"So, I dropped the phone and I went back and I checked my wife again, and now I was, I don't know. I assume I was hoping I hadn't seen what I had seen or I'd - or I was starting to think more like a doctor.

He continues with his use of "so" in story telling mode, and calls her "my wife" again.  
He focuses upon himself:  "I was..." and attempts to portray his thoughts as a doctor. He does not know.  A truthful person can say they do not know in response to a question, but here, he is speaking openly and should only tell us what he does know. 

 So, I went back and I checked for pulses.You know, carotid pulses and stuff. And I - there was no pulse on my wife, and I was - I felt I was getting sick to my stomach and I was short of breath, and I was dizzy and my teeth were chattering 'cause I was cold. And so I didn't know if I was going - I assume I was going into shock because I was cold. That's one of the symptoms of shock; you start getting shaking chills.So, I got down on all fours and, I was breathing for a while. 

Please note that there are 3 "blues" (highest level of sensitivity) in this small portion.

Similar observations as above.  Note that there was no pulse "on" his wife.  
Note the inclusion of emotions ("felt") at the logical part of the story indicates deception.  It takes time for humans to process emotions.  In truthful accounts, the emotions come after the event, not during.  When emotions are including in the dramatic part of the story, it is indicative of story telling (see Tiffany Hartley for several examples of deceptive inclusion of emotions in the "perfect" part of the story).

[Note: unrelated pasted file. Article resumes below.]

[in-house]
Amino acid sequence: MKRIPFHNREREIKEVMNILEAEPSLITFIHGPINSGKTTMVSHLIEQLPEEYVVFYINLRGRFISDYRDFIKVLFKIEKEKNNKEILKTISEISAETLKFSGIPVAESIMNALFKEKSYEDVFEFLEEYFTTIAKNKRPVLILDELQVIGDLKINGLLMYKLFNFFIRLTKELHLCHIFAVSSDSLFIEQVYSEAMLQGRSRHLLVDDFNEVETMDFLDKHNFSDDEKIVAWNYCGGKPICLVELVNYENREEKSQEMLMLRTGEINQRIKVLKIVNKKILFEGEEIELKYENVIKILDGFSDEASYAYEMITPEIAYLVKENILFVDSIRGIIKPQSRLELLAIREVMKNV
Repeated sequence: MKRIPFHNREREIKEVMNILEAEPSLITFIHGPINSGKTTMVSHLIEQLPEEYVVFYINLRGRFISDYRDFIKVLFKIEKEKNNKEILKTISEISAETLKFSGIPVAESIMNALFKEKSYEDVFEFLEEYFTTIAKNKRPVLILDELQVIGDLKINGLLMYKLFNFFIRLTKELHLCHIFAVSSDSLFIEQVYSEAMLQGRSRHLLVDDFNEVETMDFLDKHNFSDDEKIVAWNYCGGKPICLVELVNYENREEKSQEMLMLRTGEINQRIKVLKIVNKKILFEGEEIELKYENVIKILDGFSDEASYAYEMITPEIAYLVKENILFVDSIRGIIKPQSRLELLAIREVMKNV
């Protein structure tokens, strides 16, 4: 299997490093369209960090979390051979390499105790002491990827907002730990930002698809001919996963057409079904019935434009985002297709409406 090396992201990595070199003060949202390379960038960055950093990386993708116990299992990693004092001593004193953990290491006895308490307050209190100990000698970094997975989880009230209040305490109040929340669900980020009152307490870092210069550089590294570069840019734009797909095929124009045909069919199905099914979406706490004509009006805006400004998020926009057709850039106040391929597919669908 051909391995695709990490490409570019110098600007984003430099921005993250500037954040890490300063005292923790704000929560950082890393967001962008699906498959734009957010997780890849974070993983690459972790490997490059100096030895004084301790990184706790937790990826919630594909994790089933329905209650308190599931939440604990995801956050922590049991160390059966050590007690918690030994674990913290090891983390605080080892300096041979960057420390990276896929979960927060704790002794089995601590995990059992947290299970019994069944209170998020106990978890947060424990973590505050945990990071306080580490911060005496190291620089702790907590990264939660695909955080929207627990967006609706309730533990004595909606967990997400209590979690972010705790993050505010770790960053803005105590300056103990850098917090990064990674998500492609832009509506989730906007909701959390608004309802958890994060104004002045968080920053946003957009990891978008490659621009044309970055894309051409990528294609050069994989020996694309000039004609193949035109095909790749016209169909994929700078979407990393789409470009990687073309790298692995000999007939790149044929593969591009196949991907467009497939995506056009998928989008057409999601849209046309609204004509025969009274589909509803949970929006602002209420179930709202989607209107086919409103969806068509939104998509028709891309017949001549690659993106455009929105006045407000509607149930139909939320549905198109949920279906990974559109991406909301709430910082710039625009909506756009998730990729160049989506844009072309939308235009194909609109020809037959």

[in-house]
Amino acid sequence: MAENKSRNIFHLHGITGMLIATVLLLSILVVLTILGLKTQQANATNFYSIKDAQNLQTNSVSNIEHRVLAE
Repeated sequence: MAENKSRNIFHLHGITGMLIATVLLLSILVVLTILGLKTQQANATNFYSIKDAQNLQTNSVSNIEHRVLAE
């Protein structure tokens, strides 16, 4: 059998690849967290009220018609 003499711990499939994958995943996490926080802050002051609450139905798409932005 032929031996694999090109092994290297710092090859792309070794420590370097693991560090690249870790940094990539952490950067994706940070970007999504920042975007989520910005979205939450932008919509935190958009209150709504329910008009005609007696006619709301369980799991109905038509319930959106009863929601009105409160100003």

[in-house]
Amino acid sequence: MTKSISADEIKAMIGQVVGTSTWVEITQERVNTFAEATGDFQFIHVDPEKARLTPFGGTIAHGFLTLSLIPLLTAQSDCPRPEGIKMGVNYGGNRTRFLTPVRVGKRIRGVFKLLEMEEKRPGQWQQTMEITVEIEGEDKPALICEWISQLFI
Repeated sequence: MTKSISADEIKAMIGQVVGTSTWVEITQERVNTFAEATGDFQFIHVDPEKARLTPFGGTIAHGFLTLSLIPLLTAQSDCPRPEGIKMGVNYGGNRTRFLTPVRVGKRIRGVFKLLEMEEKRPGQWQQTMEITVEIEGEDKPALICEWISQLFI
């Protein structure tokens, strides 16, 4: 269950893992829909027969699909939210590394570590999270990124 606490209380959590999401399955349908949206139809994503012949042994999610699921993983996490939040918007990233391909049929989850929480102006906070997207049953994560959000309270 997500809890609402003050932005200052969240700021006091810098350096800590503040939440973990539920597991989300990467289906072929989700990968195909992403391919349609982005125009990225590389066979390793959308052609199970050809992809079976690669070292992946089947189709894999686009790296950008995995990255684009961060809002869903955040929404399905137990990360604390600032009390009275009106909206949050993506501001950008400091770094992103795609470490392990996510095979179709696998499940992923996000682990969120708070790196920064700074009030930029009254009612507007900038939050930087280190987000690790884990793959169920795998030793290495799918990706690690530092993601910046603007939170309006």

Then I had realized I had talked to the operator and nothing had really happened with her. But in any case, when I came back to check my wife, I then went to check the kids. And a couple of times I had to - thinking that I was going into shock and not being able to breathe. Now I, you know, when I look back, of course, it's merely a symptom, that shortness of breath. It isn't - you weren't really that bad, but that's what happens when you get pneumothorax. You, you think you can't breathe. And I had to get down on my hands and knees and breathe for a while, and then I went in and checked the kids and checked their pulses and stuff."

Incomplete sentences mean that the subject stopped himself from finishing his sentence.  This indicates missing information. 

We also notice that the subject diverts attention from the account to teach medicine.  This is an attempt to persuade. 

"And, I don't know if it was the first time I checked them or the second time. I checked them, to tell you the truth, but I had all, you know, blood on my hands and I had little cuts in here and in here (pointing to his mid-section), and my head hurt. So, when I reached up to feel my head, you know, my hand was bloody. And so I, I think, it was the second circuit it, by that time, I was, I was thinking better, I thought."

"...to tell you the truth..." This is another phrase that indicates untruthfulness.  This is done by deceptive people when they want to affirm the truth, knowing there is a need to make an emphatic statement.  He uses this phrase to call our attention to checking on the children.